This is an almost isolated quarter of the town, occupying a distinct point of rock, called Castro Vetere, which is supposed to have been the arx of citadel of ancient Tibur —the Sicelion of Dionysius. Here, on the verge of the abyss, with coloured cloths hanging out over its parapetwall, as we have so often seen it in pictures, stands the beautiful—the most beautiful—little building, which has been known for ages as the Temple of the Sibyl. It was once encircled by 18 Corinthian columns, and of these 10
still remain. In its delicate form and its rich orange colour,
standing out against the opposite heights of Monte Peschia
vatore, it is impossible to conceive anything more picturesque,
and the situation is sublime, perched on the very edge
of the cliff, overhung with masses of clematis and ivy,
through which portions of the ruined arch of a bridge are
just visible, while below the river foams and roars. Close
behind the circular temple is another little oblong temple
of travertine, with Ionic columns, now turned into the Church
of S. Giorgio. Those who contend that the circular temple
was dedicated to Vesta, or to Hercules Saxonus, call this the
Temple of the Sibyl: others * say it is the Temple of Tibur
tus, the founder of the city; others, that it was built in honour
of Drusilla, sister of Caligula. We know from Varro that the
roth and last of the Sibyls, whose name was Albunea, was
worshipped at Tivoli, and her temple seems to be coupled by
the poets with the shrine of Tiburtus above the Anio.
"Illis ipse antris Anienus fonte relicto,
Statins, Silv. I. 3.
Close to the temples a gate will admit visitors into the beautiful walks begun by General Miollis, and finished under the Papal government. Those who are not equal to a long round, should not enter upon these, and in taking a local guide it should be recollected that there is scarcely the slightest ground for anything they say, and that the names they give to villas and temples are generally the merest conjecture.
* Nibby. Dintorni, iii. 205.
The walks, however, are charming, and lead by a gradual descent to the caves called the Grottoes of Neptune and the Sirens, into the chasm beneath which the Anio fell magnificently till 1826,* when an inundation which carried away a church and twenty-six houses led the Papal government to divert the course of the river in order to prevent the temples from being carried away also, and to open the new artificial cascade, 320 feet high, in 1834. The Anio at Tivoli, as the Velino at Terni, has extraordinary petrifying properties, and the mass of stalactites and petrified vegetation hanging everywhere from the rocks adds greatly to their wild picturesqueness.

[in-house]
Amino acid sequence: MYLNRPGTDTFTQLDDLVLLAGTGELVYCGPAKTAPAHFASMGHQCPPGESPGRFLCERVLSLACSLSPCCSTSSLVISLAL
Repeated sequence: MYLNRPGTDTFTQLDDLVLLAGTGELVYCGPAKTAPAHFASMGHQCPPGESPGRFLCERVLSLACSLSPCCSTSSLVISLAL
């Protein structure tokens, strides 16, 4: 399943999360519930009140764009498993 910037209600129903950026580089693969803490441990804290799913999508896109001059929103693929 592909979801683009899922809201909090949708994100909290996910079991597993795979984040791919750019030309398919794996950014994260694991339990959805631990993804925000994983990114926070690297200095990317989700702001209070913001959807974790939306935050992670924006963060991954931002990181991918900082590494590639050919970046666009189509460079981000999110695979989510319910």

"Puisque vous me dites que vous avez sous les yeux tous les guides et itinéraires de l'Italie pour suivre mon humble pérégrination, je dois vous prévenir que, dans aucun vous ne trouverez une description exacte de ces grottes, par la raison que les éboulements, les tremblements de terre, et les travaux indispensables à la sécurité de la ville, menacée de s'écrouler aussi, ou d'être emportée par l'Anio, ont souvent changé leur aspect. Je vais tâcher de vous donner succinctement une idée exacte; car, en dépit des nouveaux itinéraires qui prétendent que ces lieux ont perdu leur principal intérêt, ils sont encore une des plus ravissantes merveilles de la terre.
"Je vous ai parlé d'un puits de verdure; c'est ce bocage, d'environ un mille de tour à son sommet, que l'on a arrangé dans l'entonnoir d'un ancien cratère. L'abîme est donc tapissé de plantations vigoureuses, bien libres et bien sauvrages, descendant sur les flancs de montagne presque à pic, au moyen des zig-zags d'un sentier doux aux pieds, tout bordé d'herbes et de fleurs rustiques, soutenu par les terrasses naturelles du roc pittoresque, et se dégageant à chaque instant des bosquets qui l'ombragent pour vous laisser regarder le torrent sous vos pieds, le rocher perpendiculaire à votre droite, et le joli temple de la Sibylle au-dessus de votre tête. C'est à la fois d'une grâce et d'une majesté, d'une âpreté et d'une fraicheur qui résument bien les caractères de la nature italienne. Il me semble qu'il n'y a ici rien d'austère et de terrible qui ne soit tout à coup .tempéré on dissimulé par des voluptés souriantes.
* This fall, though natural, was itself the result of an inundation in A D. 105, which is recorded by Pliny the Younger. (Ep. viii. 17.)